Thursday, July 26, 2007

Introducing the Blog-o-mat: Some questions for the reader

As I near the end of an engaging but tough course on environmental law and policy, I’ve regrettably let the weeds grow up around The Influence Machine. Rather than yet another post of accidental art or what amounts to a "Will return in…" sign, I’ll turn intellectual control of the blog over to the reader for a while. I am well-aware that this is analogous to when banks got rid of most of their tellers, installed ATMs, but still charged everyone the same fees (or more) for self-service. To the reader, whether well-read and opinionated or casual and curious, I pose these questions and ask for comment:

Can the United States win the war in Iraq? If so, how do you define victory? How do you think the US can achieve that? What happens to the Iraqis and the region if the US withraws in the immediate future?

5 comments:

twotymer97 said...
This comment has been removed by the author.
twotymer97 said...

Our idea of victory would be have to be defined by the United States' ability to exit from Iraq with its traditional values intact, while maintaining our position as a dominant world power. This exit can in no way be interpreted as a retreat or as a forfeit of our good intentions for Iraq and its people.

Unilateral victory must include Iraq's ability to police and govern itself. This would have to recognize that the Iraqi’s idea of just government may in no way resemble our present judicial methodology. This acceptance of Iraq’s sovereignty may require turning a blind eye to the potential repeat of atrocities committed due to racial and religious/political feuds that have existed for centuries.

At this point in the war, it is clear that the Iraqi's are perhaps decades away from achieving a level of civilized society and government such as we enjoy in the here in the Western World. The Middle East is has, for centuries, been a region of violent instability; we must recognize the possibility of collapse or overthrow of any potential ruling body. We must be ready to deal with any outcome of such a collapse that could threaten the security of the United States and its allies.

The only alternative would be a complete overthrow of the Iraqi government and liquidation of the destructive elements of Iraqi culture, coupled with forced adherence to liberal Western values and an equitable justice system.

The reality of achieving an acceptable level of support for either option seems improbable.

But don't take our word for it-we're just a couple of optimistic little American girls!

Optimistically Yours,

Charise and Michele

Pat Jenkins said...

the oppostitons ambigous question of how is victory defined erd, and each may define it differntly. success can only be measured on the meeted objectives of the goal. a democracy in the middle east. done. an american presence creating stabilty in the region. (which has been quite frequently demanded) done. the only failure of this engagement has been the inability to curtail bombers who have themselves killed innocences beyond compare. for failure they are to blame.

E. R. Dunhill said...

Charise and Michele,
Thank you for such an articulate comment on the situation in Iraq. I understand where you’re coming from with the goal of the US maintaining its dignity and its principals in the exist strategy, but I wonder if this is still possible. Having recently been in Europe (and from reading Le Monde on an off-and-on basis), I can say from my own limited experience that anti-American sentiments are deep and wide, at present. I’m not sure our detractors will interpret any exit favorably at this point, nor do they want us to remain in-theater. A conundrum, that.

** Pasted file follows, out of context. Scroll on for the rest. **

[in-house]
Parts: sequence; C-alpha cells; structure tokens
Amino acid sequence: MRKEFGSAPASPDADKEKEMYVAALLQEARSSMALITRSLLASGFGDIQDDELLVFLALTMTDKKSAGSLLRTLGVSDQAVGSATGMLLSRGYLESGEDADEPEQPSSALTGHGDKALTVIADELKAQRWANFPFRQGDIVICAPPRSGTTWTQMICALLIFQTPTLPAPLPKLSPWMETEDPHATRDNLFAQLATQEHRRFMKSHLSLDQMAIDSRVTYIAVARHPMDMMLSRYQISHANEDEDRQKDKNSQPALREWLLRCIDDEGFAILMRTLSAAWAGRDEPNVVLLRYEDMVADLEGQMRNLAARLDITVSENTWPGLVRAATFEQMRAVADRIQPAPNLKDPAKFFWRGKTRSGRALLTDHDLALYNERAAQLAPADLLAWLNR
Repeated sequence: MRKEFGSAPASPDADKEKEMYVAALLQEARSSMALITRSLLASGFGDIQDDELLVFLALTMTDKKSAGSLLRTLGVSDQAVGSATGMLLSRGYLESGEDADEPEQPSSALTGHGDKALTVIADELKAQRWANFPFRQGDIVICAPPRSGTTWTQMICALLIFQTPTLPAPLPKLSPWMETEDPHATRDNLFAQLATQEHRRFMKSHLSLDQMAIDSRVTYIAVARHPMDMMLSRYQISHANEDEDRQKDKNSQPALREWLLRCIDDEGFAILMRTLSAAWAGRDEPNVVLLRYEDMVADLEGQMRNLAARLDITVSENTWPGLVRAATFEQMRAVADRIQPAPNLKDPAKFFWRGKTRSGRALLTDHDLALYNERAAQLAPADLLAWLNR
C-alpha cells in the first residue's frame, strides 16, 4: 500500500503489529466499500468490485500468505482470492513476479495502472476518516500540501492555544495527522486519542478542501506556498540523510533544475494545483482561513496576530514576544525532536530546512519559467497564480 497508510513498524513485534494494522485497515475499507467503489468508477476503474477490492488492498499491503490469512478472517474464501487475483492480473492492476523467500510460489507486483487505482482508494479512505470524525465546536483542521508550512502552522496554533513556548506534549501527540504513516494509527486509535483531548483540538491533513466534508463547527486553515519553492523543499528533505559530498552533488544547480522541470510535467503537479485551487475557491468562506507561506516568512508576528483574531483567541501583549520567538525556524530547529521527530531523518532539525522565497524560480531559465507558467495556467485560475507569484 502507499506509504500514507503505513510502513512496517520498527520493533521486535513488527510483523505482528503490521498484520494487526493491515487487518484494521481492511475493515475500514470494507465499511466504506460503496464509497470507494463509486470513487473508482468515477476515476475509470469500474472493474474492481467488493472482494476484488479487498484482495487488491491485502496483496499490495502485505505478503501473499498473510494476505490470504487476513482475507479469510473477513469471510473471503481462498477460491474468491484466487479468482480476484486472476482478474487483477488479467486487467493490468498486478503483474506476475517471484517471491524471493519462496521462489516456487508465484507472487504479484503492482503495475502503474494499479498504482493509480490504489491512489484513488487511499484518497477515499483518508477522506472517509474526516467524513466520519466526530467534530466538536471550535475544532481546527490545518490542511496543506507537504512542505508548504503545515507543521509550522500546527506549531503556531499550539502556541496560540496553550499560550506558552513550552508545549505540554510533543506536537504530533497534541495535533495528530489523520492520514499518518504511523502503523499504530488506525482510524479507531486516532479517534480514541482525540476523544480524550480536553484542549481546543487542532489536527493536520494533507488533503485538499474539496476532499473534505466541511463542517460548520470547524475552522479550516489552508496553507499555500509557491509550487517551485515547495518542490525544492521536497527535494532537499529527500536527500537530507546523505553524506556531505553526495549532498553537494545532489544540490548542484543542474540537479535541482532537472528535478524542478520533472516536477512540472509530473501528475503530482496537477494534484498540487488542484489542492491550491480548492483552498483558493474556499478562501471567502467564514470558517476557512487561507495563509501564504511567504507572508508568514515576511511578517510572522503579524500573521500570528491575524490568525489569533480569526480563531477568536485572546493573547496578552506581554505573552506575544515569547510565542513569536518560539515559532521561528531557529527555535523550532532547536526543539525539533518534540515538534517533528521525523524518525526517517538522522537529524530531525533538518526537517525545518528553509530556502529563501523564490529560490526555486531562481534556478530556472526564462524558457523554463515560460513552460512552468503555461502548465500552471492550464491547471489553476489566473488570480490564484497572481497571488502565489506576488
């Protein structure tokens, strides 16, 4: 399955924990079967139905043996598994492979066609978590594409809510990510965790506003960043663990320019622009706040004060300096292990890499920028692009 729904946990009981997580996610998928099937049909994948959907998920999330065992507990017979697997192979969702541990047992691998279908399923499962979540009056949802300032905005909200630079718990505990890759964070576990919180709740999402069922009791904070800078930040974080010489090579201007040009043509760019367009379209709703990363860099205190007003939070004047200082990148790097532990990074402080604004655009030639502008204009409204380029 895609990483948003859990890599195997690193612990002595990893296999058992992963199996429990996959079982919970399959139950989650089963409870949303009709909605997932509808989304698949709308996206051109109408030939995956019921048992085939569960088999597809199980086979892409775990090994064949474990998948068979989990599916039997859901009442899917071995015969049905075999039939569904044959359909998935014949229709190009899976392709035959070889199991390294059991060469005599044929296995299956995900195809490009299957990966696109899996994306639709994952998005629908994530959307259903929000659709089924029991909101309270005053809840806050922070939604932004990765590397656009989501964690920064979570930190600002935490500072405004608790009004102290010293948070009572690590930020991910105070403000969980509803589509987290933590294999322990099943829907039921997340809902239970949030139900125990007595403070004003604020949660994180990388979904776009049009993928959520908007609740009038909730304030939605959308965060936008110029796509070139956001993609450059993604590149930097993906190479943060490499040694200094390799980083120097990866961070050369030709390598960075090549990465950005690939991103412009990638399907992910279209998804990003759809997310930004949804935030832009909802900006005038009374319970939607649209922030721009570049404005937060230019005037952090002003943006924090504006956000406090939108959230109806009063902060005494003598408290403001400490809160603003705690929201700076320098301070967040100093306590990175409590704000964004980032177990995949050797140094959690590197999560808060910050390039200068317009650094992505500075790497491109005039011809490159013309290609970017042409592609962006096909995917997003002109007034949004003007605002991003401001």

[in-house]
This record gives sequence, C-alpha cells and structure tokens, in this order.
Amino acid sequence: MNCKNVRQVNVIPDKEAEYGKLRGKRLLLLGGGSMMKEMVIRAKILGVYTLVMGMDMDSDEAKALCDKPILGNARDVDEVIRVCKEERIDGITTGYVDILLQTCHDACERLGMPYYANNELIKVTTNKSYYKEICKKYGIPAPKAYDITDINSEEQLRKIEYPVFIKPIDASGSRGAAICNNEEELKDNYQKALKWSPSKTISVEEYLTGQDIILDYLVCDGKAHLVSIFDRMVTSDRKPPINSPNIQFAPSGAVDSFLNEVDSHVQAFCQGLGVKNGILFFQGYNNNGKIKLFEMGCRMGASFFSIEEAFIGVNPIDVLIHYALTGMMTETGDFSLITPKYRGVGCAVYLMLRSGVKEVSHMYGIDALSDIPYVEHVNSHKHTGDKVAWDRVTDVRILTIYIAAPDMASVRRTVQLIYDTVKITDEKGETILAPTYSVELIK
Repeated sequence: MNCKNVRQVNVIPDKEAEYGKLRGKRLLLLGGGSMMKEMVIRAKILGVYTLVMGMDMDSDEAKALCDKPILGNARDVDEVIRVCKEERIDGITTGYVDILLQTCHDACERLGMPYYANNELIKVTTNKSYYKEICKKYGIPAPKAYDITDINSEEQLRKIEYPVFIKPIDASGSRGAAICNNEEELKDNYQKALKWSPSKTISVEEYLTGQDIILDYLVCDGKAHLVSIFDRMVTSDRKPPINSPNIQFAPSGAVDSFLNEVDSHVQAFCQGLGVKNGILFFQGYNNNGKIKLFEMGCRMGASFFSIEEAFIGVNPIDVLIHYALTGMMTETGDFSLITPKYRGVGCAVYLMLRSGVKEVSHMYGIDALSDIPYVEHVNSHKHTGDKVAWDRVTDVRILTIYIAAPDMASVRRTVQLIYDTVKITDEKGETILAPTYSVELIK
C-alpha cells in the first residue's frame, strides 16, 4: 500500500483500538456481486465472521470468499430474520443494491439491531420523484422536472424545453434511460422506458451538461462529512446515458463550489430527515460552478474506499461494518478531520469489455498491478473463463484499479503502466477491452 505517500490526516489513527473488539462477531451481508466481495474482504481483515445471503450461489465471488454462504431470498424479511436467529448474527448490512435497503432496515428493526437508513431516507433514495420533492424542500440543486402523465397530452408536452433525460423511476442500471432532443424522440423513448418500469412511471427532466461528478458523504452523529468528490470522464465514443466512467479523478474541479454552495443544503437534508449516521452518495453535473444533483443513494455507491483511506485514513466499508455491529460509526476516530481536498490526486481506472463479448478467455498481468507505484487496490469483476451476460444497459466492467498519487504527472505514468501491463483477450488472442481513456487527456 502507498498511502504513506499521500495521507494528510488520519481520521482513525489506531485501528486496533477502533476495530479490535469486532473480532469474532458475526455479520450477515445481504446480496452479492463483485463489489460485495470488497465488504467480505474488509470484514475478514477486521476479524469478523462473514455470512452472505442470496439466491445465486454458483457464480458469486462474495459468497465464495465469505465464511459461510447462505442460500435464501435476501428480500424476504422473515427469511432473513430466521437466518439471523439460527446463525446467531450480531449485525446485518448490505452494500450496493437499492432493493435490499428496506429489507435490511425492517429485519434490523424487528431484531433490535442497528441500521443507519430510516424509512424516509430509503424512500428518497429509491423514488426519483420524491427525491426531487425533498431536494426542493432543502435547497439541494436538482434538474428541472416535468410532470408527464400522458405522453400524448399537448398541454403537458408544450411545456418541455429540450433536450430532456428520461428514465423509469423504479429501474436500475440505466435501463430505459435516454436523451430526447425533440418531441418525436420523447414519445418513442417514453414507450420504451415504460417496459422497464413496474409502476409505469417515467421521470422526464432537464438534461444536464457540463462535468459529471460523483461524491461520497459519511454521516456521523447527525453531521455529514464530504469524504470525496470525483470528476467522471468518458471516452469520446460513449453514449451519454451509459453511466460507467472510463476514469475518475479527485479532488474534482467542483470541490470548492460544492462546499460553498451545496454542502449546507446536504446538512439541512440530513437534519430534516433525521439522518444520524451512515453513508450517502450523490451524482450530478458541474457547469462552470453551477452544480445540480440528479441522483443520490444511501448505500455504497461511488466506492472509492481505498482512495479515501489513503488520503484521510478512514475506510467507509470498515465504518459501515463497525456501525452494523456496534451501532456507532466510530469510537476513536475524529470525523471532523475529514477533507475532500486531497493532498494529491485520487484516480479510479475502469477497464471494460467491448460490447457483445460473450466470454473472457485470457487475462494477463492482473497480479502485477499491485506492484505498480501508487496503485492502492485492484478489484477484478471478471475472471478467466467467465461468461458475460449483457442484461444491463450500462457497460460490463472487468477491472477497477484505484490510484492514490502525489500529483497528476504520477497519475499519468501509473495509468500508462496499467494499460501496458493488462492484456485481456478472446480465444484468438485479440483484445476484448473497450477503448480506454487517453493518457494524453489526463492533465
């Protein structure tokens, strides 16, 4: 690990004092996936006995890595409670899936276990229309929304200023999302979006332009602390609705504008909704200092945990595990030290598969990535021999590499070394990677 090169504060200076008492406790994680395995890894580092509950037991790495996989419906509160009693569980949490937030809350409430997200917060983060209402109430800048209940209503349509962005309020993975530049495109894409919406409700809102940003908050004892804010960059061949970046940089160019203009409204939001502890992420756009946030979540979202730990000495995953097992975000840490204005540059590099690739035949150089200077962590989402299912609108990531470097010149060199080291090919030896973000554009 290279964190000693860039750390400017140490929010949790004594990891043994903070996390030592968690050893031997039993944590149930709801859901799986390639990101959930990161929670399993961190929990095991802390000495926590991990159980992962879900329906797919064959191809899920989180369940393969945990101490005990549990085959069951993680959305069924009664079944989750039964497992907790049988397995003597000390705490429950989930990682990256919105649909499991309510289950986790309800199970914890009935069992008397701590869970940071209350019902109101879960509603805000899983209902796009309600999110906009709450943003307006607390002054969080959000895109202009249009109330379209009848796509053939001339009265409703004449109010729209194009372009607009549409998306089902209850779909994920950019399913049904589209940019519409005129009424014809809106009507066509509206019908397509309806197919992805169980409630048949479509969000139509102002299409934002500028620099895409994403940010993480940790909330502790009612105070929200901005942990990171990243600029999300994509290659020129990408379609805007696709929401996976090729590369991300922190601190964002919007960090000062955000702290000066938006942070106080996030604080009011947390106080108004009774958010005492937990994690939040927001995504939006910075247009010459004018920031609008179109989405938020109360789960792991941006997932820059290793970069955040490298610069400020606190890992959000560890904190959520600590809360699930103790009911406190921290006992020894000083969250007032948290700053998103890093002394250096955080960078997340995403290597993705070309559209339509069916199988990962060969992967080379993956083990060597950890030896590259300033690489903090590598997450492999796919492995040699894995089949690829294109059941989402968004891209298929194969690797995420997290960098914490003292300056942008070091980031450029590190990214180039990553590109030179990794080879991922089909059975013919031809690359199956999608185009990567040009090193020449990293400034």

I also agree with you that the US will have to respect Iraqi sovereignty. This may mean a completely new flavor of democracy, or quite possibly some brand of socialism. Broadly socialized public wealth has served other Gulf states fairly well. I also think that the US, Iraq, and other interested parties need to once again address the possibility of a multi-state solution. It may be necessary to undo the clumsy boundaries that the Brits drew in cobbling together Iraq.
With respect to "…liquidation of the destructive elements of Iraqi culture, coupled with forced adherence to liberal Western values and an equitable justice system.": This sounds like a recipe for WW3. I think any such effort would be interpreted as a war against Islam.
Thank for reading.

E. R. Dunhill said...

PJ,
The question of defining victory in Iraq is not an ambiguous one; the situation is ambiguous, and the question seeks to disambiguate it. And, while I wholeheartedly agree with you that everyone is entitled to their opinion on how victory should be defined, I think a clear set of objective, measurable goals are essential to any outcome that might be called success.
Regarding your assertion that democracy is “done” in Iraq, I have to disagree. The Iraqi government is tenuous at best. Beyond the bureaucratic and legal machine that they are still creating, the government is plagued by infighting as well as fiscal and external pressures that could easily cause its collapse. I think the work of building a stable, sovereign state is just beginning, and its entirely possible that all parties involved may have to start with a clean slate.
I agree with you that the insurgency is a central destabilizing influence, but I think the broader Iraqi civil war cannot be discounted. Also, these factors may be the problems, but I’m not sure how the US will claim "victory" without being a huge part of solving them.